There are plenty of posts covering the original Di2 7970 P5 brake shifter hack. I originally built my P5 up this way and things were working great.
You might ask why would you do this vs using the straight ST-9071 Shifter or using the cheaper climbing Di2 E-tube shifter?
1. I have the P5-Six and I wanted to keep my hydraulic shifting.
2. If you use a different solution, you loose the ability to program the firmware correctly. Using this solution, the E-tube software thinks you have the standard ST-9071 levers installed and will allow you to update and change all of the standard functions. Also, if you use the SW-R600, you can only hack the RD.
Here is how I installed everything. If you have any questions let me know!!
Key Parts needed:
- Di2 E-tube components (FD/RD etc)
- 5 Port Junction A Box
- ST-9071 Brake/Shifters (Dura Ace)
- 2 x Cateye Remote Button Kits - http://www.performancebike.com/bikes/Product_10052_10551_1063043_-1_400128__400128
- Zip Ties
- Silicone Filler (I used loctite)
Key Tools needed:
- Metric Allen Wrenches
- Small Phillips Screw Driver
- Small Flat Tip Screw Driver
- T10 Torx Wrench
- 8mm Wrench
- Soldering Iron/Solder
- Vice or small parts holder to hold the parts while soldering
- Favorite wire/tool to fish cables
Specific Components/E-tube wire Lengths for those interested in upgrading their P5
- Downtube Cable: 1000mm
- Battery Cable: 300mm
- FD Cable: 300mm
- RD Cable: 600mm
- Junction B Box: Internal - SM-JC41
- Junction A Box: 5 Port - SW-EW90B
- Bar End Shifters: SW-R671
- Brake Lever Shifters: ST-9071
- Short Ext Battery Mount: SM-BMR1-S
Unboxing the ST-9071 Levers:
Old 7970 vs new 9070 - These are the exact same brake lever, just with a different electronic switch attachment
Remove the two black phillips screws:
Flip the lever over and remove the #10 Torx Screw:
The Button cover will pop open like this:
Remove the outer cover and large springs:
Remove the inner springs (green circle), they have a plastic piece inside the spring that holds it to the inner button, so just give them a tug to separate the two.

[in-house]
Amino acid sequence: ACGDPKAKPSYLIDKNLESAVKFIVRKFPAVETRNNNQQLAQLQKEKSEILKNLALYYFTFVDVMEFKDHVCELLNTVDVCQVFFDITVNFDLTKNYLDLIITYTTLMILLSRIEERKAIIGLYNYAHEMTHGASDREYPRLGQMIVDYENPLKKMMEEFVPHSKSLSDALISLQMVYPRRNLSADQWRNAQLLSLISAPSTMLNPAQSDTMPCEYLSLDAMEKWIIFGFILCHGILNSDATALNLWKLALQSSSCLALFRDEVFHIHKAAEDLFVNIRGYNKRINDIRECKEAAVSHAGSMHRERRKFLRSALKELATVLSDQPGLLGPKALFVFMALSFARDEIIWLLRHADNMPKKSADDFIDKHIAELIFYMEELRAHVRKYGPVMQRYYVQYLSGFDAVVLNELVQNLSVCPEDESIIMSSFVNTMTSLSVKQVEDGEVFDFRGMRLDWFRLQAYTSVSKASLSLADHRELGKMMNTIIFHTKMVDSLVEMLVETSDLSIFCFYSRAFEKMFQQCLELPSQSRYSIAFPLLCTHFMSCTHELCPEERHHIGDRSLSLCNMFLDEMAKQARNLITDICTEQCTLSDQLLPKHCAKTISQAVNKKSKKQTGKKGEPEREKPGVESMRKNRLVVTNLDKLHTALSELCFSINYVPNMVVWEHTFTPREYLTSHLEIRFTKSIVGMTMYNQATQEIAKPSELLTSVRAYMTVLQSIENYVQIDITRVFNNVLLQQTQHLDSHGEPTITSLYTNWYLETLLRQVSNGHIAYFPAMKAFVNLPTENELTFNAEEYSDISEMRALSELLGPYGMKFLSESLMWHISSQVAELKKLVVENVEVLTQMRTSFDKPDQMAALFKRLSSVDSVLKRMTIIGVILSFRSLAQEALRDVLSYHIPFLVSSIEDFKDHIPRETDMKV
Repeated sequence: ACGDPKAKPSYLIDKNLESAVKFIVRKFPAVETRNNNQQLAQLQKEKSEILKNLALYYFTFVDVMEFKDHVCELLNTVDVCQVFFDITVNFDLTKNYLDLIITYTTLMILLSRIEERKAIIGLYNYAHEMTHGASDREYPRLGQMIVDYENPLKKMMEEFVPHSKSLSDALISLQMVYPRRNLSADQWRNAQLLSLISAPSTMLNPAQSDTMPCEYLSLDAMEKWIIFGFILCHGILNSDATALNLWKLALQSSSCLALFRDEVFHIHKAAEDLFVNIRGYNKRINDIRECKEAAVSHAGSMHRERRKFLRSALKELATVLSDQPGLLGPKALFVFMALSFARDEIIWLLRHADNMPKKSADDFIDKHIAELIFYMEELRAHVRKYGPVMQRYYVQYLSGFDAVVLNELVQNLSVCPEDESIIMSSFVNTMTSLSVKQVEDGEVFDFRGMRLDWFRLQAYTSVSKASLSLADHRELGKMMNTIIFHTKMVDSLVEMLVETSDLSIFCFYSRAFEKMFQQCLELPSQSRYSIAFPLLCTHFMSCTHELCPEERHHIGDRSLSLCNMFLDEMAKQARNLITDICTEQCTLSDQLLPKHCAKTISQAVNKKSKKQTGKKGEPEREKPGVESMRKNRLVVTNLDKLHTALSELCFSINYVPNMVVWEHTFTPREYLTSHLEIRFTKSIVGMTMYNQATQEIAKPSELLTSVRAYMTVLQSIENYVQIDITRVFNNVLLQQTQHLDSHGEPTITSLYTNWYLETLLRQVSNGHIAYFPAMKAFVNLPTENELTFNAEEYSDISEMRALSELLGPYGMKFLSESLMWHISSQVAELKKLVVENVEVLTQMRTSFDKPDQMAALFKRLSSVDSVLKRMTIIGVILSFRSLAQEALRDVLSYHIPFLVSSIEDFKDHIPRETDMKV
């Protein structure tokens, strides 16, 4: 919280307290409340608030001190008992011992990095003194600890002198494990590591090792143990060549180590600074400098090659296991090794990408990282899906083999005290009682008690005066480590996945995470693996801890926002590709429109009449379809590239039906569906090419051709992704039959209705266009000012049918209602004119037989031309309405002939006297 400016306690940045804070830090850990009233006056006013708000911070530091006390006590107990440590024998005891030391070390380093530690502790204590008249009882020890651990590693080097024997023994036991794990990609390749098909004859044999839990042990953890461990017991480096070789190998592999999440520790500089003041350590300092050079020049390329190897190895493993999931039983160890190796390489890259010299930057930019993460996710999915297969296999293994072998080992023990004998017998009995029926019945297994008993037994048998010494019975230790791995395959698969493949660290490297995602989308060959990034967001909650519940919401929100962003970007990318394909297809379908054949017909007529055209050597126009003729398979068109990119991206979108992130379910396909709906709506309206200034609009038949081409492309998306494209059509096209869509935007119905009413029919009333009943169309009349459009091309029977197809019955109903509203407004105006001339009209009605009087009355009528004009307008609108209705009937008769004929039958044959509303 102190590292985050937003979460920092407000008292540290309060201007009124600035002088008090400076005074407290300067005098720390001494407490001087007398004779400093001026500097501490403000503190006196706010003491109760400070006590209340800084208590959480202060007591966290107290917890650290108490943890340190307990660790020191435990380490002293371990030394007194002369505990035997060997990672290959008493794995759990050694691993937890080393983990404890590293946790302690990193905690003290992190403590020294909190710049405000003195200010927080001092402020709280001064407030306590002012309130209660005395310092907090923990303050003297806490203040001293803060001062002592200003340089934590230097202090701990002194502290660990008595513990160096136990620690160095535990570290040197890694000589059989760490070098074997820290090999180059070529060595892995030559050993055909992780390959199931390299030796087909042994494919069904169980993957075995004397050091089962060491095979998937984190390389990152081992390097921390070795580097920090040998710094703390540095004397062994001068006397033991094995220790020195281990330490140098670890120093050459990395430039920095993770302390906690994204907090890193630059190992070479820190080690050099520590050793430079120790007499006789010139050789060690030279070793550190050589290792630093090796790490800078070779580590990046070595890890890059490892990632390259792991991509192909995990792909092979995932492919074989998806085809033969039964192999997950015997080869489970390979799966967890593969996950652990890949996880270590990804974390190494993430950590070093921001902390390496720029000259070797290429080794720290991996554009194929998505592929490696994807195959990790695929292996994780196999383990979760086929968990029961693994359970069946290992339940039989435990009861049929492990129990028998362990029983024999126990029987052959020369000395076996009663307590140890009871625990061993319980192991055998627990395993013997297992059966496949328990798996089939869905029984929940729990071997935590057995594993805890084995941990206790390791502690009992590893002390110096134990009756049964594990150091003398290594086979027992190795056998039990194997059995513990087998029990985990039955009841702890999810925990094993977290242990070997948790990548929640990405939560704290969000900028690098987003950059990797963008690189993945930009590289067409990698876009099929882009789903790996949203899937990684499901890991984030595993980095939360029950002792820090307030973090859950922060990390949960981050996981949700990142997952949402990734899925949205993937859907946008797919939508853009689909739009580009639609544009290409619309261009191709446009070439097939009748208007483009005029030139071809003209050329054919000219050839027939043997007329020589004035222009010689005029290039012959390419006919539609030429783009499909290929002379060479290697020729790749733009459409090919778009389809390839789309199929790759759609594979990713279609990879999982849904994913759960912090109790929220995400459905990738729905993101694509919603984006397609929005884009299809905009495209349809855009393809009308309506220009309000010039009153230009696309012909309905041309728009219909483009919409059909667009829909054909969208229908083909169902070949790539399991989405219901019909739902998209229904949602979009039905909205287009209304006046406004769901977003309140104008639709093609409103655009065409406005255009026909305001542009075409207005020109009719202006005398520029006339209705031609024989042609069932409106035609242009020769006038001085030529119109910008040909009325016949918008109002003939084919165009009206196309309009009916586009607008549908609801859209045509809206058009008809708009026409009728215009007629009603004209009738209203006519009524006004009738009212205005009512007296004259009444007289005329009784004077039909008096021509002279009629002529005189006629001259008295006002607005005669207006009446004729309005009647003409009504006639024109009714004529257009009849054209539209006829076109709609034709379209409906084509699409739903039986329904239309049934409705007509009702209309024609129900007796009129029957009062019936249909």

Also, slide the silver rod (blue arrow) out and the outer button covers will come off.
Remove the two silver phillips screws and take off the electronic shifting buttons:
The black piece on the left will come right off, the white piece on the right is what you will work with.
Carefully pry the white piece off of the device. It is glued on there. I used a utility knife to do this. You really won't hurt anything if you break the white piece while doing this, but it makes it cleaner if you can get the whole thing off the button system.
After it comes off:
Next use a small flat screw driver to separate the plastic piece of black plastic off the circuit board. It is held on by the four posts that the blue arrows point at. This piece is worthless and might break, but don't worry about it. Just be careful of the circuit board underneath.
Next, dump the little silver buttons off the circuit board, they were held there by the black piece you just removed, so they will fall right off.
Note the contacts that the red arrows point to, these are what you will be soldering your button to.
After the fact, I realized that I forgot to include photos of stripping to the wires of the buttons, but it is pretty simple. I cut of the connector, peeled apart the wires, and used my teeth to strip the wire. Here is the post solder photo. One button per contact.
***Note - Any moment switch will work here. Also the wires can be soldered either way. If you look close I accidentally did the two buttons different here.
Wrapped in Electrical tape to keep it safe.
I hate how hard it is to route the cables through the drop bar, but today it went pretty smooth. I pulled out the brake lever.
Fished the wire through:
Removed the back from the button, and slid it through the cable hole.